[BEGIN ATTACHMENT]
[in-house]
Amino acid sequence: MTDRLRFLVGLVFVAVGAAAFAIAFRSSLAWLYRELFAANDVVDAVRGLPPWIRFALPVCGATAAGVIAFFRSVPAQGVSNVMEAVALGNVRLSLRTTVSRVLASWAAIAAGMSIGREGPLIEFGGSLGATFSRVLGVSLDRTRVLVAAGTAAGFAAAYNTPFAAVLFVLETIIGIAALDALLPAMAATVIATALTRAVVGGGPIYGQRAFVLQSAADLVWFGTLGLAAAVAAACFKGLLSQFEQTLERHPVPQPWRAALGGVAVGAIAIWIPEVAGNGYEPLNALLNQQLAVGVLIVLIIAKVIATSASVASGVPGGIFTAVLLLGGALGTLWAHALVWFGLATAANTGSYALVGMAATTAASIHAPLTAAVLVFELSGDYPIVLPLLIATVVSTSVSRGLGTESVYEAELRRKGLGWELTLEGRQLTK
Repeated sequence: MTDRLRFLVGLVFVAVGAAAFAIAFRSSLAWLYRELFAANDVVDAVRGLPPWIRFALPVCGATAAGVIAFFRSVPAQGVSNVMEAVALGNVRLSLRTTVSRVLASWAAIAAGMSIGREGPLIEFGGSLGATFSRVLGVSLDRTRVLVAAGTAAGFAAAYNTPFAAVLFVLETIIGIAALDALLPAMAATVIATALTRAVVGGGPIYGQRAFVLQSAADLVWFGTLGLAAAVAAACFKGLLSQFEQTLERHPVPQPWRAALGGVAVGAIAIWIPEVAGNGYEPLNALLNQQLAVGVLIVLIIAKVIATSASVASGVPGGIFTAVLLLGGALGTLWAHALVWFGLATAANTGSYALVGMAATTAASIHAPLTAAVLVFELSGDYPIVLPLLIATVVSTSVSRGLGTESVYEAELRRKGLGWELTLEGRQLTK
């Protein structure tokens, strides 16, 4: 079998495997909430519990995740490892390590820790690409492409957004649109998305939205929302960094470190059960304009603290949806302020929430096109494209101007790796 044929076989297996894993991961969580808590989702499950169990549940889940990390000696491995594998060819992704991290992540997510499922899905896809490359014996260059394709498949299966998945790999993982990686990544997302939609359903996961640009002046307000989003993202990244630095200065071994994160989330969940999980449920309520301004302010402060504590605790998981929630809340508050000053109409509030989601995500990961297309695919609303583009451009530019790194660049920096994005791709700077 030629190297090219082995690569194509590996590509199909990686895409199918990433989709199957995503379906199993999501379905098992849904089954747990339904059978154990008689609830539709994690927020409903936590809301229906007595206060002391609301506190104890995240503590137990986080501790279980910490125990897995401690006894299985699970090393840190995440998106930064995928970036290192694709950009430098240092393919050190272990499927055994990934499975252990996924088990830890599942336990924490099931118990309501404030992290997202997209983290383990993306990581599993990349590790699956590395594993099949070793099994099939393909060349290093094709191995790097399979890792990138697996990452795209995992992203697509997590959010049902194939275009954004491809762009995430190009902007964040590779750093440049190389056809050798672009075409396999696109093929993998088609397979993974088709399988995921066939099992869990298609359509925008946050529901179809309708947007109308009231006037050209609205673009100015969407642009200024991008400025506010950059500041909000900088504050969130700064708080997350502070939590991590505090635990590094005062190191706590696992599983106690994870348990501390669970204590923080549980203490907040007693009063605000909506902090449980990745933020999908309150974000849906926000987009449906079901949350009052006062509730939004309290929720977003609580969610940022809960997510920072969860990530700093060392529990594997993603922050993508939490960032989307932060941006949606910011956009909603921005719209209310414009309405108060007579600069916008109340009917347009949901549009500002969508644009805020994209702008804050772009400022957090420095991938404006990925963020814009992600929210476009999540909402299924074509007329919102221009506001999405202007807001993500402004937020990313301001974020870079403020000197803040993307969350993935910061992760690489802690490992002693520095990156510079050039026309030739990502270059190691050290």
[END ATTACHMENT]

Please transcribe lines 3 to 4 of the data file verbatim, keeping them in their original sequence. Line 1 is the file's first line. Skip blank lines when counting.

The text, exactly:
Repeated sequence: MTDRLRFLVGLVFVAVGAAAFAIAFRSSLAWLYRELFAANDVVDAVRGLPPWIRFALPVCGATAAGVIAFFRSVPAQGVSNVMEAVALGNVRLSLRTTVSRVLASWAAIAAGMSIGREGPLIEFGGSLGATFSRVLGVSLDRTRVLVAAGTAAGFAAAYNTPFAAVLFVLETIIGIAALDALLPAMAATVIATALTRAVVGGGPIYGQRAFVLQSAADLVWFGTLGLAAAVAAACFKGLLSQFEQTLERHPVPQPWRAALGGVAVGAIAIWIPEVAGNGYEPLNALLNQQLAVGVLIVLIIAKVIATSASVASGVPGGIFTAVLLLGGALGTLWAHALVWFGLATAANTGSYALVGMAATTAASIHAPLTAAVLVFELSGDYPIVLPLLIATVVSTSVSRGLGTESVYEAELRRKGLGWELTLEGRQLTK
């Protein structure tokens, strides 16, 4: 079998495997909430519990995740490892390590820790690409492409957004649109998305939205929302960094470190059960304009603290949806302020929430096109494209101007790796 044929076989297996894993991961969580808590989702499950169990549940889940990390000696491995594998060819992704991290992540997510499922899905896809490359014996260059394709498949299966998945790999993982990686990544997302939609359903996961640009002046307000989003993202990244630095200065071994994160989330969940999980449920309520301004302010402060504590605790998981929630809340508050000053109409509030989601995500990961297309695919609303583009451009530019790194660049920096994005791709700077 030629190297090219082995690569194509590996590509199909990686895409199918990433989709199957995503379906199993999501379905098992849904089954747990339904059978154990008689609830539709994690927020409903936590809301229906007595206060002391609301506190104890995240503590137990986080501790279980910490125990897995401690006894299985699970090393840190995440998106930064995928970036290192694709950009430098240092393919050190272990499927055994990934499975252990996924088990830890599942336990924490099931118990309501404030992290997202997209983290383990993306990581599993990349590790699956590395594993099949070793099994099939393909060349290093094709191995790097399979890792990138697996990452795209995992992203697509997590959010049902194939275009954004491809762009995430190009902007964040590779750093440049190389056809050798672009075409396999696109093929993998088609397979993974088709399988995921066939099992869990298609359509925008946050529901179809309708947007109308009231006037050209609205673009100015969407642009200024991008400025506010950059500041909000900088504050969130700064708080997350502070939590991590505090635990590094005062190191706590696992599983106690994870348990501390669970204590923080549980203490907040007693009063605000909506902090449980990745933020999908309150974000849906926000987009449906079901949350009052006062509730939004309290929720977003609580969610940022809960997510920072969860990530700093060392529990594997993603922050993508939490960032989307932060941006949606910011956009909603921005719209209310414009309405108060007579600069916008109340009917347009949901549009500002969508644009805020994209702008804050772009400022957090420095991938404006990925963020814009992600929210476009999540909402299924074509007329919102221009506001999405202007807001993500402004937020990313301001974020870079403020000197803040993307969350993935910061992760690489802690490992002693520095990156510079050039026309030739990502270059190691050290």